Hsenwi, North

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This article has been extracted from



Note: National, provincial and district boundaries have changed considerably since 1908. Typically, old states, ‘divisions’ and districts have been broken into smaller units, and many tahsils upgraded to districts. Some units have since been renamed. Therefore, this article is being posted mainly for its historical value.

Hsenwi, North

(Burmese, Theinni). — A Northern Shan State, Jkirma, lying between 22° 37' and 24° 9' N. and 97° 14' and 98° 55' E., with an area of 6,330 square miles. It lies, for the most part, west of the Salween, and is bounded on the north and cast by China; on the south by the A\'a States east of the Salween and b\- Suuth Hsenwi west of it; and on the west by the Hsipaw, Tawngpeng, and Mongmit States and Bhamo District. The greater part of the northern section is a mass of hills inhabited by Kachins ; Palaung villages are numerous in places, and a good many Chinese settlements are scattered about. Even here, however, a number of valleys under rice cultivation remain in the hands of the Shans. The trans-Salween portion of this northern area forms the rugged district of Kokang, where most of the inhabitants are Chinese. The southern half of the State is at a much lower level, and has more flat land, along the valleys of the Nam Tu and its tributaries. This is the most valuable part of the State, and is inhabited almost entirely by Shans, with isolated circles of Kachins and other hill tribes. The valley of the Shweli along the northern border is fertile, and peopled by Shans.

North and South Hsenwi did not exist as separate States before 1888. The old State of Hsenwi included, besides North and South Hsenwi, the present Southern Shan States of Kehsi Mansam, Mdnghsu, Mongsang, Kenglon, and Mongnawng, and exercised a suzerainty over Manglon and its dependencies across the Salween. The principality disintegrated, however, in later Burmese times into five divisions, each under an independent ruler or more than one ; and in king Thibaw's time it had fallen into a hopeless state of disorder, in consequence of the rebellion of Sang Hai, a subordinate official, whose relations had been murdered by the Sawbwa Hseng Naw Hpa in 1855. At the time of the annexation of Upper Burma, Hsenwi was divided into three camps. The northern portion of the State was in the hands of Hkun Sang Ton Hung, one of Sang Hai's followers and his successor.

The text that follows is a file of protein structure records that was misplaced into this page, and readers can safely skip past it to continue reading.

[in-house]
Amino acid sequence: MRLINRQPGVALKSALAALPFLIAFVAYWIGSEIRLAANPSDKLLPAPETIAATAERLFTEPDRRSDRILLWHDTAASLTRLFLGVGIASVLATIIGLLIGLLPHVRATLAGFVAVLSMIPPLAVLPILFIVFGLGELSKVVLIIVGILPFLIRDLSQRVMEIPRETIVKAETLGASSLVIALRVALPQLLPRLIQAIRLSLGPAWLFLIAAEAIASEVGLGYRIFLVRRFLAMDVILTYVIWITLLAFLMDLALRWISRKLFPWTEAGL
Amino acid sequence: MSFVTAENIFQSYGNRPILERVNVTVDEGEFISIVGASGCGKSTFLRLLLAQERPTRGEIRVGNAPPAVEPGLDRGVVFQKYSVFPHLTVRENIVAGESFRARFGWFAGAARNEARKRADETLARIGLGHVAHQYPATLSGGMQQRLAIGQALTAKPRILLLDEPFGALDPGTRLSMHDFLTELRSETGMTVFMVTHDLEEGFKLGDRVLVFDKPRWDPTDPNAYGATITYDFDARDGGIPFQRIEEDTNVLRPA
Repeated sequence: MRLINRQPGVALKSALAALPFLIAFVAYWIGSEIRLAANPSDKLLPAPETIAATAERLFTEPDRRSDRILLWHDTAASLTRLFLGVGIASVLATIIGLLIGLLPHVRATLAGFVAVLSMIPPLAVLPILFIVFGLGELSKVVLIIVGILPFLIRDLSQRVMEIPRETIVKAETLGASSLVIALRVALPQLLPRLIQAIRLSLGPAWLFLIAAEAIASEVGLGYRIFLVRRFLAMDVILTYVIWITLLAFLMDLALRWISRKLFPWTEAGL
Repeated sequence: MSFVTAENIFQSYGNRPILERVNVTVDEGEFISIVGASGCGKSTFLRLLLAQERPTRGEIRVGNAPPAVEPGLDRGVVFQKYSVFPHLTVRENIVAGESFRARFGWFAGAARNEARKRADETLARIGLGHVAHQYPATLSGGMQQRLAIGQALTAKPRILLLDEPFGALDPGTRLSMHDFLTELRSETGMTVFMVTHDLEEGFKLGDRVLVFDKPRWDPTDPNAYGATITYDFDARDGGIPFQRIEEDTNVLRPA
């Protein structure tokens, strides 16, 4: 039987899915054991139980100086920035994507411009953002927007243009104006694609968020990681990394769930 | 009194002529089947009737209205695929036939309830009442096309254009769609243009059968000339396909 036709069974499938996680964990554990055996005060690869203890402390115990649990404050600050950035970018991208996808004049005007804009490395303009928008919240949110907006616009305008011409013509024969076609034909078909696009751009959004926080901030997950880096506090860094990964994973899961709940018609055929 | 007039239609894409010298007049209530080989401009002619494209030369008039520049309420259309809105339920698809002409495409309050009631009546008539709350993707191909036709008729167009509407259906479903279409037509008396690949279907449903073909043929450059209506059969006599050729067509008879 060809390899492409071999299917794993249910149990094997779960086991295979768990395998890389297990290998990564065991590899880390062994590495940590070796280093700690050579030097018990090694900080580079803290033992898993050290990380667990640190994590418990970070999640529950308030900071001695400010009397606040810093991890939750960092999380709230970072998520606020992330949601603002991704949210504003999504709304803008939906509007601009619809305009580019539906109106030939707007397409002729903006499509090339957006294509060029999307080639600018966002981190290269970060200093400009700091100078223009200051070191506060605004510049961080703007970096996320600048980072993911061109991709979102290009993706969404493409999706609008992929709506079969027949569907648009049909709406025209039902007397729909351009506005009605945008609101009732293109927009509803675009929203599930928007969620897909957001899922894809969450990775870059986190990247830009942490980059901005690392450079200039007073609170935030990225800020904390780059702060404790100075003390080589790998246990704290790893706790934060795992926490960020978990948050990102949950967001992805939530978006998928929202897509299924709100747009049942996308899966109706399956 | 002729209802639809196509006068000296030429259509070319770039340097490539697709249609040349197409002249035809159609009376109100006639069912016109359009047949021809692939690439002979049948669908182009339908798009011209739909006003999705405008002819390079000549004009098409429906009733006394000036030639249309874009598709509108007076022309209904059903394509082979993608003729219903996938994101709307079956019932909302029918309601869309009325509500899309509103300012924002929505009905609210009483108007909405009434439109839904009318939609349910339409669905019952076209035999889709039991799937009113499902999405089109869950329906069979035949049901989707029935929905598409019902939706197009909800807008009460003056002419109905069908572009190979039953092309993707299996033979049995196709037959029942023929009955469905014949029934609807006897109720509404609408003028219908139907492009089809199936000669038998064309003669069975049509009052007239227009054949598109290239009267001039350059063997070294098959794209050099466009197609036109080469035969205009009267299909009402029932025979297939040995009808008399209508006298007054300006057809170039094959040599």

In the southern portion a man named Sang Aw, commonl)' known as the Pa-ok-chok, had obtained the upper hand. The titular Sawbwa, Naw Hpa, was at this time in shelter at IMongsi in the north. He, however, had his supporters ; and on the fall of Mandalay, his son, Naw Mong, arrived on the scene and occupied Lashio. Intestine hostilities followed during 1887; but in 1888 a British column arrived at Hsenwi, and a conference at Mongyai resulted in the division of the State into North and South Hsenwi, the former being allotted to Hkun Sang Ton Hung and the latter to Naw Mong. The Pa-ok-chok died in the follow- ing year, and a rebellion, headed by members of his family, was promptly suppressed by British intervention. In 1892-3 the Kachins rose against the Sawbwa of North Hsenwi, and the tracts inhabited by them are now directly administered by a British officer.

Since then there have been no serious disturbances. The population of the State in 1 90 1 (excluding Kokang, which, like the rest of the trans-Salween country, was omitted from the census operations) was 118,325, Shans numbering about 72,000, Kachins 29,000, Palaungs 10,000, and Chinese 5,000. The number of villages (excluding the 'estimated' tract) was 939. The Kachin hill tracts are under a civil officer at Kutkai, north of Lashio, who is also adviser to the Sawbwa in his administration of the rest of the State. The capital is Hsenwi (population, 1,305), north of Lashio, on the Nam Tu river, in the centre of the State. Lashio itself is in the State, and other places of importance are : Namhkam (population, about 2,000), a trade centre in the north-west close to the borders of Mongmit, Bhamo, and China ; and Mongsi and Tawnio, farther to the east. The re\"enue of the State in 1903-4 was Rs. 91,000, mainly from thathaiiicda. The tribute payable to the British Govern- ment until 1907 has been fixed at Rs. 10,000; the other items of expenditure in 1903-4 were Rs. 30,000 spent on public works, Rs. 25,000 on administration and salaries, and Rs. 22,000 devoted to the privy purse.

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